Every City employee should be concerned because many of them won’t have a job, let alone the retirement benefits they hope for. That’s because an ever increasing portion of the taxes that the citizens pay must go to pay for retirement payments for current and future retirees …those lucky enough to qualify for those retirement benefits.

      The General Fund has a limit. That limit is the amount of taxes that the citizens are willing to pay to get the services they are getting. It should not take a rocket scientist to figure that the less the citizens get, the less willing they are going to be to continue to pay.

      To give you some perspective. To pay off the $648,461.958 in 20 years, the City would have to pay CalPERS $44,881,051 every year IN ADDITION TO the approximately $9 million the City currently pays to CalPERS. That’s a total of about $54 million every year just to honor the promises that past City Councils made and that the Unions hold to be promises that will be met because someone will find a way to pay them.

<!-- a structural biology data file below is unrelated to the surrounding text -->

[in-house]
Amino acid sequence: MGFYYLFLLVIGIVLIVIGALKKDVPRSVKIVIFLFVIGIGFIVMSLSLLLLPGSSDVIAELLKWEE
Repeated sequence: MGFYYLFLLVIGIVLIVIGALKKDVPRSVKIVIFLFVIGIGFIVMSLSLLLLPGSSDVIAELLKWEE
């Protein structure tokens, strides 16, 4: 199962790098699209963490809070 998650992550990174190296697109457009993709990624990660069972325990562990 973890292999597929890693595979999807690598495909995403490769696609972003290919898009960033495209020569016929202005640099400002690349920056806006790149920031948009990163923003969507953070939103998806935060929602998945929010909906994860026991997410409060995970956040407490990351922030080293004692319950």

The General Fund revenue is about $73 million. That $73 million pays CalPERS the $9 million and salaries and benefits for City employees and other costs for the services City employees provide to the taxpaying citizens. If the City has to pay an CalPERS an additional $44,881,051 to honor retirement benefit promises, where is the money to pay the salaries and benefits for current employees?

      The next time you see your Union rep, ask him or her how he/she sees the City paying an additional $44,881,051 every year while continuing to pay the salaries and the benefits every City employee wants to keep.